Throughout the years I have picnicked in numerous parks in New York City. None of them can match the sumptuousness of Kissena Park in Flushing, Queens, which is compiled of pieces of former tree nurseries that existed on the space in the latter half of the 1800s. It is true that many city parks have lofty trees and scampering wildlife, and others may have grander lakes or even a circus-like array of performances scattered amongst its florae, but the simple sounds of giggling children or the quaintness of seeing a small group of elderly men gathered on a sunny afternoon playing bocce ball are some of the elements which draws me back to the ageless wonderland. Last fall, I treated myself to a picnic in the 103 year-old park on its soft bed of grass tucked neatly under the watchful eyes of its antediluvian trees.
It was an early Saturday afternoon, and the forest-green wooden sign which simply stated “Kissena Park” greeted me like a warm mother’s smile. Passing along the eye-level fortress of jet-black iron that protected this majestic jewel of nature, I reached the red-brick entrance and began strolling along the sun-faded ashen-grey path. Innocent giggles and high-pitch chatter came from the children as they scuttled about on the jungle-gym or rode through the air on hard-board swings. The whizzing of bicycle wheels rushed past me as I made my way further into my personal ‘land of Oz.'
I made my way up a small hill to a shaded spot overlooking the regal blue-green lake. The cool suppleness of the grass was welcoming as I sat down. Some dried brownish leaves crunched under my weight. The breeze hissed through the dying autumn leaves overhead with their iridescent hues of oranges, reds and yellows, some of which would lose their grip and come dancing through the air until they landed softly on the green grass below. Off in the nearby distance I watched some children riding around on a slope in their red, black and blue peddle-cars. The plastic tires scratched along the rough pavement as they drove. On my other side a happy bride in a trailing, sinuous, sleeveless white wedding gown paraded along the green carpet accompanied by three young men in slim, black tuxedos and two bridesmaids in long, spaghetti-strap, royal blue gowns whom held radiant yellow bouquets.
I glanced up at the cotton-white puffs of clouds drifting aimlessly in a sea of rich blue. I began my picnic with the sweet suppleness of my tuna sandwich and the robust bitterness of a warm cup of coffee. My wound-up nerves had begun to relax to the euphonious chirping of birds sitting in the lengthy, lean branches overhead.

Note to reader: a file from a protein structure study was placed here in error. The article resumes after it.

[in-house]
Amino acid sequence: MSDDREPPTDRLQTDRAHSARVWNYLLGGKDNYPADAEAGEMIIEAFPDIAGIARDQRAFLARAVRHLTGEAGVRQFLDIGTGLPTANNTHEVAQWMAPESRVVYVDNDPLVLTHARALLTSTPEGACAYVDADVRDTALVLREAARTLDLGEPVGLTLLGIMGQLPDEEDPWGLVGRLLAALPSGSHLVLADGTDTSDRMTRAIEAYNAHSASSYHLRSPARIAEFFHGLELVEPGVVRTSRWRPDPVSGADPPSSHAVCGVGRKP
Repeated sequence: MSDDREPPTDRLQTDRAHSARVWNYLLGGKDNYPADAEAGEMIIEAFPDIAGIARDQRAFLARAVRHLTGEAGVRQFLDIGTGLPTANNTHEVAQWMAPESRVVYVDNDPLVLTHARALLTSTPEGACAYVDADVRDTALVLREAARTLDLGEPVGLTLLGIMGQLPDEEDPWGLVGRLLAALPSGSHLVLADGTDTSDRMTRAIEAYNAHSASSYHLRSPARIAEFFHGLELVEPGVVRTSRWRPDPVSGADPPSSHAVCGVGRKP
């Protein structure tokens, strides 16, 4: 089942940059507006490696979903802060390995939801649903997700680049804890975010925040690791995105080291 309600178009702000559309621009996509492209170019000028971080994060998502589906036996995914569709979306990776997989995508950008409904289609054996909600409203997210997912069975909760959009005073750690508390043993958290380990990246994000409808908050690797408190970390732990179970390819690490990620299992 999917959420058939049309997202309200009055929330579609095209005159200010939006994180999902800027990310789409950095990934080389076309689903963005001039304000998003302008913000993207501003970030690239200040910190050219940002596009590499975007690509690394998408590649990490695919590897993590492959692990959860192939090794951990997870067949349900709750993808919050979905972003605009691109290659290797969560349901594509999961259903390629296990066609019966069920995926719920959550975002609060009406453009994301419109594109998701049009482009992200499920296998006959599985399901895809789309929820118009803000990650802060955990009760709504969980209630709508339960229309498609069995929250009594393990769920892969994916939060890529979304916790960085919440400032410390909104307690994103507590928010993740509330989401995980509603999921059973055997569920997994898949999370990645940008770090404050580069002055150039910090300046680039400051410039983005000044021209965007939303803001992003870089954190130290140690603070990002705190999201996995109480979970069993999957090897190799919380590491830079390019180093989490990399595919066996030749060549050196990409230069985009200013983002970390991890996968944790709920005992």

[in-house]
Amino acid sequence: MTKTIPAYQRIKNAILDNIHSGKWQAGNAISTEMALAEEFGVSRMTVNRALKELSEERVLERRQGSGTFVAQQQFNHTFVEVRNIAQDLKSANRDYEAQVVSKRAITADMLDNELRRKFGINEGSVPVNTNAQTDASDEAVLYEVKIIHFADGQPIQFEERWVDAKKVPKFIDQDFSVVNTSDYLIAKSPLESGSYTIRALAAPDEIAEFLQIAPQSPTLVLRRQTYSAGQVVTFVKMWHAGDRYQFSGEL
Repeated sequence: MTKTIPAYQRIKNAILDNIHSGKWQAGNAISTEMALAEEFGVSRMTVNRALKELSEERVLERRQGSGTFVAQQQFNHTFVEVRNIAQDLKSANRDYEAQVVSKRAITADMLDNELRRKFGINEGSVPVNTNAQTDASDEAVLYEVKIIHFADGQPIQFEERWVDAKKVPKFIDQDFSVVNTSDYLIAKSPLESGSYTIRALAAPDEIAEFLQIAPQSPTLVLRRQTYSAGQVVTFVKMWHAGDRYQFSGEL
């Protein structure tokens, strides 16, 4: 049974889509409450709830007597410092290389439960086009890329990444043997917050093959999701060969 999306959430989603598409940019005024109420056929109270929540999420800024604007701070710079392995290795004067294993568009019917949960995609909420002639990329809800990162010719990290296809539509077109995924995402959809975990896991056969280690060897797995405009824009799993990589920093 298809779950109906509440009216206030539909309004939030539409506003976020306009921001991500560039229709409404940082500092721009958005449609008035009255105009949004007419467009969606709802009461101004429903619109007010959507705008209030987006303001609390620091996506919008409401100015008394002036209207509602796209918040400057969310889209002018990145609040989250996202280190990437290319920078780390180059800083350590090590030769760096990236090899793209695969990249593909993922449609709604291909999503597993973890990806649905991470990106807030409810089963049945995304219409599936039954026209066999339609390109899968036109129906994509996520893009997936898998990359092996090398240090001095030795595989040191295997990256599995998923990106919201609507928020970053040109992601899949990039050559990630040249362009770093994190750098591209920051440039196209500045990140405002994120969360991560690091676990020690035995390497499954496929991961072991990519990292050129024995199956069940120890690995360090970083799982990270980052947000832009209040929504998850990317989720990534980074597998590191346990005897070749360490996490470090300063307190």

Being an amateur historian of Queens, my mind often wonders to what the past would have been like. Sipping my coffee, I tried to imagine what the first Flushing Carnival would have been like, which was held in Kissena Park on June 6, 1906. Fun events like this never happened during my life time. I would prefer to experience them instead of reading about them.
When I was finished eating, I headed off to explore more of the familiar hide-away. The sparse amount of geese and ducks flaunter around their enormous bath which as the lake. Fluttering their wings as they posed on rocks or picked through their feathers with graceful poise. Children stopped with their parents to glare in amazement at the show, reacting with cooing or emulating the honking and quacking.
The sunlight dancing across the ripples as the calm chilled autumn breeze sweeps by. I headed up another dark paved path and passed a large grey boulder with neatly engraved words. Next to it was another forest-green wooden sign like at the entrance, which gave a description of what the massive rock was, which turned out to be a memorial knoll originally dedicated in the early twenties to the lives lost in World War I. Continuing on, the brittle brown leaves crunched with each step I took as I headed farther up the sun-light sprinkled path to come to my favorite patch. A sea of rustling plants of greens and off-whites seem to extend infinitely into the distance surrounded by towering richly green trees like parents watching over their slumbering young.
With my mind and body now tranquil, I found it hard to once again have to leave. As I headed back towards the red-brick entrance with its iron fencing, I took in one last view of the lake and trees. I felt the sun kiss my face with its warm tenderness and the breeze wrap its arms around me as if to say, “Don’t be sad. You can come back anytime to visit us.” I smiled, counting down to when I would return to picnic in paradises’ garden once more.